Start an arts and humanities degree program at American Public University.
By Dr. Bethanie Hansen
Faculty Director, School of Arts & Humanities, American Public University
You may have heard that it’s important to be yourself and be authentic. You have a contribution to make, and others need you.
But we have all experienced times when we feel like we have nothing to offer. It could be a lack of energy. Maybe you just aren’t feeling energetic and wish the day would end without you having to do anything. When you hit that energy slump, how can you get moving again?
Breaks to Renew Your Energy Are Necessary Sometimes
Sometimes we need a break; distancing ourselves from the tasks or pressures we face can refresh us. Our need for a break is legitimate. Afterward, we’re better able to return to work, care for others or manage life’s challenges.
The problem is that life doesn’t always allow us to take a break. That time off is too far away, and you may be obligated to move forward anyway.
You feel stuck where you are and cannot move forward. But a slump is a temporary condition that keeps you from thinking, feeling and acting. Although you may feel this one way for the moment, settling into these thoughts and feelings for the long haul only makes them harder to overcome.
Step Back and Take Stock of What’s Triggering Your Energy Slump
Take a moment to look that slump right in the eye. What is it really about? What are you feeling and how would you describe your sluggishness to someone else?
For example, is it emotional? Are you overwhelmed, lonely, pressured, bored or something else? What does that energy slump look like to you?
Stepping back to take stock of how you are feeling gives you the ability to consider what might be fueling those feelings. Identifying your feelings in the present moment builds awareness. And when you build awareness, you also broaden your perspective and your capacity to act.
Use Positive Visualization
After you take stock of your current situation and become more aware of your feelings, you are in a good position to think about where you would like to be.
Visualization can be an effective way to create a brief alternate reality. It’s a way to create a mental picture of yourself in a more energetic, positive way.
What does that look like to you? What are you doing? What do you think when you are this way? What kinds of things do you say to others? How do you handle the tasks you must accomplish or the pressures coming your way? Visualizing yourself in an energetic and positive way can be even more effective when you close your eyes and allow yourself to really create the image of how you would like to be right now.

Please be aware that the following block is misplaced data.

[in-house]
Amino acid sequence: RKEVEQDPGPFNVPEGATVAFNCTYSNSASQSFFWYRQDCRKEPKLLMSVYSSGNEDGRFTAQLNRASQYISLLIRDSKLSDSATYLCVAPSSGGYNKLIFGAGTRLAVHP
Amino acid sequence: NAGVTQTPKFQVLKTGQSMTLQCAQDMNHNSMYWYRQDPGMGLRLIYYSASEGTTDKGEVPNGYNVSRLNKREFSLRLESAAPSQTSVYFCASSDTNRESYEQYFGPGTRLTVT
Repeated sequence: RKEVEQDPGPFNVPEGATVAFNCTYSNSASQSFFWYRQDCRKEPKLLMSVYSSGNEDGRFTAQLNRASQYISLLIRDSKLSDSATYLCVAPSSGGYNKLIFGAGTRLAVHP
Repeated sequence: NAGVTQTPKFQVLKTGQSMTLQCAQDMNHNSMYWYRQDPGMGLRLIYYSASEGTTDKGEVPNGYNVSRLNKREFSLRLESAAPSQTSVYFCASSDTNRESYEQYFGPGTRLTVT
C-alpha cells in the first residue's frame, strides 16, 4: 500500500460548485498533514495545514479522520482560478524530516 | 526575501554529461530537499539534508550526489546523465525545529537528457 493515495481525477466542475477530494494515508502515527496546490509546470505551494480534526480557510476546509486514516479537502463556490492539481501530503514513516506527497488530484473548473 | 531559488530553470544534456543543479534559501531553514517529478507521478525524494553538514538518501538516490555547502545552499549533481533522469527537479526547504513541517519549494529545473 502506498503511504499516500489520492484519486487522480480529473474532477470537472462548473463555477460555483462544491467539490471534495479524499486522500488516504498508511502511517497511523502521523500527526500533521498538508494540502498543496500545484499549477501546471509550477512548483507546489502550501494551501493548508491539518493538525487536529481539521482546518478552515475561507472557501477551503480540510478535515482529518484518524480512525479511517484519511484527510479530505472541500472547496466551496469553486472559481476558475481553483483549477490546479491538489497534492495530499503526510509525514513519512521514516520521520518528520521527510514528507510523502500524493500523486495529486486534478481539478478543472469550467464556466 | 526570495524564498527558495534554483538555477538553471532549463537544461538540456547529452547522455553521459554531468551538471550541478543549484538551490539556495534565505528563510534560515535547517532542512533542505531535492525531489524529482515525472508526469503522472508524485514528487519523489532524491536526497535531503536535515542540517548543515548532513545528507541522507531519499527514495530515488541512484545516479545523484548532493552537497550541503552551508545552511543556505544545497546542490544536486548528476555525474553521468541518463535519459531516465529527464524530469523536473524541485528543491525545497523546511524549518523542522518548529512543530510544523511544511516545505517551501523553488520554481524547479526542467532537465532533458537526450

Ask Yourself The Most Important Question: What’s Holding You Back?
As you consider your current state of mind and where you would like to be, you might be tempted to justify staying in a slump a little longer. Quash this temptation quickly by considering the question Dr. Grady Batchelor, an experienced coach and Dean at American Public University, often asks: “What’s holding you back?”
Are you avoiding discomfort? Do you feel a fear of failure or even of success?
Consider the mental or tangible obstacles that cause you to think and feel differently. Do you entertain thoughts that rationalize your feelings and keep you in the slump?
Identify those ideas that hold you back or block your ability to change. As Dr. Batchelor often says, “Don’t be the one standing in your own way.”
How to Emerge from an Energy Slump
Becoming aware of your current situation, visualizing yourself in a new state and identifying your roadblocks are all helpful in preparing you to think and feel differently. As you broaden your perspective and open yourself to new possibilities, consider these strategies to move forward:
- Act “as-if.” Take action as if you already are where you want to be. For example, if you want to be more positive or feel happier, purposely smiling when you don’t feel like it can elevate your mood.
Research tells us that flexing the major muscles at the corners of your mouth into a smile shape lowers stress levels and tricks the brain into thinking it is happy. It also reinforces your effort by prompting other people to smile back and break up the furrowed-brow expression common to worry and unhappiness.
- Make a small change. You might not be able to change everything at once. However, taking a step toward how you want to feel or where you want to be could be the catalyst for big, long-term changes.
What is one thing you could start or stop doing that could help you move forward? Some examples might be to stop staying up so late at night, starting an eight-minute daily walking regimen or calling friends once a day.
- Brainstorm possibilities. The rule to effective brainstorming is that no initial ideas are off-limits. What would you do if you knew you could not fail? What if you had unlimited time and/or money?
Also, what could you do to change your current state in only five minutes? What is something very small you can do?
Set aside regular time to consider what you really want to do, now and in the future. Listing options helps break open your creativity and restores your hope that things won’t always seem as bleak as they are right now.
There are many things you can do to recover from an energy slump, but the most important thing is to take action. Reflecting, talking and taking positive action all give you something to do. Use your actions to move forward, break out of that energy slump and get back to being your authentic self.
About the Author
Dr. Bethanie Hansen is a faculty director and Certified Professional Coach for the School of Arts & Humanities at American Public University. She received her B.M. in Music Education from Brigham Young University, an M.S. in Arts & Letters from Southern Oregon University, and a DMA in Music Education from Boston University.